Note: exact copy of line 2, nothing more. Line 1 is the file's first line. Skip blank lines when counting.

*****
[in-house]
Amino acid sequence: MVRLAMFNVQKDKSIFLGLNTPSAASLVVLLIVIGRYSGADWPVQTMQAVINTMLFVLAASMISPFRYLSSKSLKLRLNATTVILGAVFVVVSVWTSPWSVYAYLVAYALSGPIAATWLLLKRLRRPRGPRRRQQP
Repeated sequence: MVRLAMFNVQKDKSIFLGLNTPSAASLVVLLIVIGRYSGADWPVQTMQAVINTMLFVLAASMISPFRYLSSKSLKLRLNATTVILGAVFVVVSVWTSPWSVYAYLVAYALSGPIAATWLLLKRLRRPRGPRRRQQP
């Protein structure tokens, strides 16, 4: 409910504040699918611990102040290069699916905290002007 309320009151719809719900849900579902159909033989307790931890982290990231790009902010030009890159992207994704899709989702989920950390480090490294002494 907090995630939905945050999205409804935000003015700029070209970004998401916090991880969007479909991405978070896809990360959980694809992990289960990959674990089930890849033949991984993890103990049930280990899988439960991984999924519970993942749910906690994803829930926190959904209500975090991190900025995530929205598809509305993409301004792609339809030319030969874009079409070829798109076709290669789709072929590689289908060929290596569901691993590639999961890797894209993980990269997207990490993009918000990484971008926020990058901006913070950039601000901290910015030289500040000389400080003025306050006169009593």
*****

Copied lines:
Amino acid sequence: MVRLAMFNVQKDKSIFLGLNTPSAASLVVLLIVIGRYSGADWPVQTMQAVINTMLFVLAASMISPFRYLSSKSLKLRLNATTVILGAVFVVVSVWTSPWSVYAYLVAYALSGPIAATWLLLKRLRRPRGPRRRQQP